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JackieM 01-15-2013 05:47 PM

Keeping feet in stirrups?!?
I have a question about my feet and the lope. I am just learning the lope. I am a relatively new rider, started lessons in September and have been riding 5-6 days a week practicing technique from lessons since December when I started leasing my lesson horse. She is a very good, very broke horse, a little stubborn/lazy, but really a good horse for a greenie such as myself.
So I am learning the lope and have been given the OK to practice myself off of the longe line outside of lessons. I can que her, she transitions well, and she has a pretty nice lope. I am still learning how to sit it, but it is becoming easier each time I try. My problem is that I can not keep my feet in the stirrups. Any time I que with my legs/heels, I tend to lift my leg and/or bring up my heel, as much as I try not to. I can quickly and easily adjust when in the walk or jog, maybe I do not even pick up my legs for that...but in the lope, I roll my heel, but lift my heels, so the second she picks up the lope and I want to release the pressure my foot slides out of the stirrup (this happens almost ALWAYS).
The problem is that I am so focused on getting my foot back in place as she's loping that I ignore my hands and end up tightening up on the reigns, causing her to go into the jog, then I reque, then it happens all over again. I am giving her such mixed signals and she is getting pretty upset with me, and me at myself.
Do any of you have any little tricks to help me keep my feet in my stirrups...this does not happen on the walk or jog.
When I was having issues steering her, she was backing up on me, going to the middle, turning in circles, someone had said that I have to open a door for her, and that I have to close one door to open another...this worked phenomenally! The visual worked for me and I use it every day...I usually give her mixed signals because I am so new that if I just sit and think "what door do I have open" and fix that, we move on beautifully. So When I say "any ideas" I mean more that I can visualize what to do with my feet/body than keep my heels down and toes up with the stirrup on the ball of my foot...I know this, but my feet do not care! I'm tempted to tie bricks to my heels and superglue the ball of my foot to the stirrup! Thank you so much for your help as always!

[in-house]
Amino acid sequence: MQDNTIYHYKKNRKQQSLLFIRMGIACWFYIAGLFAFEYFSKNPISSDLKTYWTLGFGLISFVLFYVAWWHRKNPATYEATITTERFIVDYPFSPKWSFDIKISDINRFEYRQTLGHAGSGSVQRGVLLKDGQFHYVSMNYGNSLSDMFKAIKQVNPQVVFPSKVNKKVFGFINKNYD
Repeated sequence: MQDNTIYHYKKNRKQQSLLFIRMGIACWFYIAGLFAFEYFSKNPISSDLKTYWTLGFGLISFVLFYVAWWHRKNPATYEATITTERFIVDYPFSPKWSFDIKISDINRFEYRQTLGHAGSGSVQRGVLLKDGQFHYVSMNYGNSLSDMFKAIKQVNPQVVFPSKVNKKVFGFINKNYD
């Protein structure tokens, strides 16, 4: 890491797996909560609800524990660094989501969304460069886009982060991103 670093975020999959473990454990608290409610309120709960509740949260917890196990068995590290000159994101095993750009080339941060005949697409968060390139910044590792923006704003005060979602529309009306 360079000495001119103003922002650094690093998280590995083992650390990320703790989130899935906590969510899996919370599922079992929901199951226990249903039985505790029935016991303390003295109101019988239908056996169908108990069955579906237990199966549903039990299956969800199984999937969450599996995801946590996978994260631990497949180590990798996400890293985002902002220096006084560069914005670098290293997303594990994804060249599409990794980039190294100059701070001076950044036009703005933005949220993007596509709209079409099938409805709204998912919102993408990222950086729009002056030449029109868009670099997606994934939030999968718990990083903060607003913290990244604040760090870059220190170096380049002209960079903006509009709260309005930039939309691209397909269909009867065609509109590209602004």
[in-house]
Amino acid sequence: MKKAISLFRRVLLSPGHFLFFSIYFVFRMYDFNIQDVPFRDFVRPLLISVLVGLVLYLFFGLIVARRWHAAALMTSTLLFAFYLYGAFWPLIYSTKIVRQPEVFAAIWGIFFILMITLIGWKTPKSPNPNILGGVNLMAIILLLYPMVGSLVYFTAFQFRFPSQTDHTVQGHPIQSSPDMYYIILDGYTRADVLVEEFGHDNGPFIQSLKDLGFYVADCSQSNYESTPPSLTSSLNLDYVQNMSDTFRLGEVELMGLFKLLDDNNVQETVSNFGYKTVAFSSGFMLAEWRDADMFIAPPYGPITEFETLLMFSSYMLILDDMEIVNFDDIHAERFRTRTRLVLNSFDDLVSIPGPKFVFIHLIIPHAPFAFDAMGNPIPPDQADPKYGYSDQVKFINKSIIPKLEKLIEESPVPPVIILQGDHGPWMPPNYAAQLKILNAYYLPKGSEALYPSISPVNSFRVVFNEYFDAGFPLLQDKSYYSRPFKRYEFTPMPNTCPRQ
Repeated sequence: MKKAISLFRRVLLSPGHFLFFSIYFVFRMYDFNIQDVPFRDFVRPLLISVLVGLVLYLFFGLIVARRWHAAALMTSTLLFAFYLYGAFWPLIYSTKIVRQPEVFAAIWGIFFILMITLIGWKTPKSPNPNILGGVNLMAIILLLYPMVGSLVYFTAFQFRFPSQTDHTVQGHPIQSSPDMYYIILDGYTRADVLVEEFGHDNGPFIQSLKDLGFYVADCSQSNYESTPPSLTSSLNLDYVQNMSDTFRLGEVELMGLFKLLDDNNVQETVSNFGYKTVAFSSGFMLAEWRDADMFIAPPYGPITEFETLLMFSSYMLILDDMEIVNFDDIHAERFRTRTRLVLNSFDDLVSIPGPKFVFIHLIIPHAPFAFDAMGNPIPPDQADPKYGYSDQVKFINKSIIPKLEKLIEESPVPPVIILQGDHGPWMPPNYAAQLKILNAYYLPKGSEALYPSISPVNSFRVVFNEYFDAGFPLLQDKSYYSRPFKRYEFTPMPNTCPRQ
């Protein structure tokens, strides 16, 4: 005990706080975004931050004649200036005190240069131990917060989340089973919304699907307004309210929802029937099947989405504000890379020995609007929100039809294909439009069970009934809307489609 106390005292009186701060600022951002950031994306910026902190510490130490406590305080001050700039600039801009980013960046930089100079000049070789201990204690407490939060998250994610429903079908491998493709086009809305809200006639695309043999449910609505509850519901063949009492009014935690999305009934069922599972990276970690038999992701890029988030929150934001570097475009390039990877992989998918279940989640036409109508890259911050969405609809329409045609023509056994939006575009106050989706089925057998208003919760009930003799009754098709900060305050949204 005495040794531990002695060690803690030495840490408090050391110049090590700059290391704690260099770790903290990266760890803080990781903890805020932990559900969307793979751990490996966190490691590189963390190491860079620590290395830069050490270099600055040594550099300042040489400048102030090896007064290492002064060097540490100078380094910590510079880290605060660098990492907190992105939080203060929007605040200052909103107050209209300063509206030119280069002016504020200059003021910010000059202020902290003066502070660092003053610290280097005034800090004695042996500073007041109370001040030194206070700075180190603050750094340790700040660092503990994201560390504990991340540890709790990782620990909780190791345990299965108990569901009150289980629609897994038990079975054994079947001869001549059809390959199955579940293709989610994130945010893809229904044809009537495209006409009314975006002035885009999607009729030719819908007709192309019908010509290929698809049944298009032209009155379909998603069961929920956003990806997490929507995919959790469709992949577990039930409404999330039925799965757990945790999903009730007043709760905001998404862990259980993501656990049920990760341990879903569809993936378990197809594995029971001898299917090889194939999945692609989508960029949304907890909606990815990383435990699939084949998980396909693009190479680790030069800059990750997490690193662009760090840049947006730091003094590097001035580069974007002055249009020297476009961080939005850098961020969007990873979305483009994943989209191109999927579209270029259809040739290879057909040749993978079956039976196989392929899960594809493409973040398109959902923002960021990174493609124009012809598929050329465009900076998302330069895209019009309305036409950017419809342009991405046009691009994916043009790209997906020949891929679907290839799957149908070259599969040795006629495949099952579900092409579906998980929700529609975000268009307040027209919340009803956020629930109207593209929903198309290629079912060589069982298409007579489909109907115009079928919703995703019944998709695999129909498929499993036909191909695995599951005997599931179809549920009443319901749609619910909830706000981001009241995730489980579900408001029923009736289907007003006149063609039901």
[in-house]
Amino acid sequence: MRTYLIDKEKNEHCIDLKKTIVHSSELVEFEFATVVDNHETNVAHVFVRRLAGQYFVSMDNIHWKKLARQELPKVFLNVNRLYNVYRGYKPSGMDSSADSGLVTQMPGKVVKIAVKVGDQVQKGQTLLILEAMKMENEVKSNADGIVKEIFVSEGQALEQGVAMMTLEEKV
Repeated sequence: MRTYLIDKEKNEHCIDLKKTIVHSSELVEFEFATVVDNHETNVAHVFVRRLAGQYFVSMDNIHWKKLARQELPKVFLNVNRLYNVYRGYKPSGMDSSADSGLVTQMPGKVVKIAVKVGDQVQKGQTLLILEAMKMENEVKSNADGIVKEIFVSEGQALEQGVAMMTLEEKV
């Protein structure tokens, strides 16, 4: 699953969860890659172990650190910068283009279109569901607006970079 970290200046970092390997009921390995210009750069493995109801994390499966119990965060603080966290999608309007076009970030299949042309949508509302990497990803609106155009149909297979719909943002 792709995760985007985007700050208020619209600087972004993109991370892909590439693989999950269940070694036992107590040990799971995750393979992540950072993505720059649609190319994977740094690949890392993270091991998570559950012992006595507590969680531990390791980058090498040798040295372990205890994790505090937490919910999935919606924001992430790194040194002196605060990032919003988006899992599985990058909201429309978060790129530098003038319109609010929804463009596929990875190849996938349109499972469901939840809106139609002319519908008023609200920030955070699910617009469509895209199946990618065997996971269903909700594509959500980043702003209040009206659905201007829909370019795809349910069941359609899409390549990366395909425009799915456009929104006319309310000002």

corgi 01-15-2013 05:55 PM

I bet that is frustrating! I wish I had an answer for you. Is there any chance she can be cued to lope any other way? My horse will lope/canter with just a "kissing" cue. I make a kissing sound and she goes right into a canter.

Deschutes 01-15-2013 06:38 PM

When I try to work on putting my heels down, I visualize little weights in my heels, like a scale. The stirrup is the basethat the scale uses and also as the fulcrum. My heel should be "loaded" and like a scale, sink downward.

When I first did lessons, the opening the door visual helped me a lot, too! Still does. When cuing, do you apply and leg pressure to go left or right? I never learned (or if I did, I never understood) the use of leg until a year ago when it just clicked.

Leg is a combination of seat, thigh, calf and heel. An exercise I used to practice turning, or to visualize/feel it more was to just sit in the saddle. I would turn my body like I was looking behind me or so. I could feel the pressure of my outside leg being put to the saddle. I applied that to weaving poles. I would exaggerate my body turning at a walk, so get a feel, and then I applied leg pressure. *

Another leg pressure exercise was to go on and off the rail using only leg pressure. I would start at a walk, and use my leg, no reigning, to move off the rail a couple feet, and then back on. Rinse and repeat. :) you might get sore after a while doing that.

*i don't know if you are going to do anything regarding sharp turns or gymkhana, but my weave work helped me a lot
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Saddlebag 01-15-2013 06:50 PM

You shouldn't have to use your heel. You need to be relaxed from the hip down (and up). When you ask for a canter turn your toe out a little and barely move you lower leg back, an inch or two. You are asking with your calf muscle, not your heel. As soon as she canters turn your toe back and move your leg forward to release the pressure in that spot. Try thinking toes up. I don't know why it seems to help, rather than thinking heels down.

LeahKathleen 01-15-2013 06:53 PM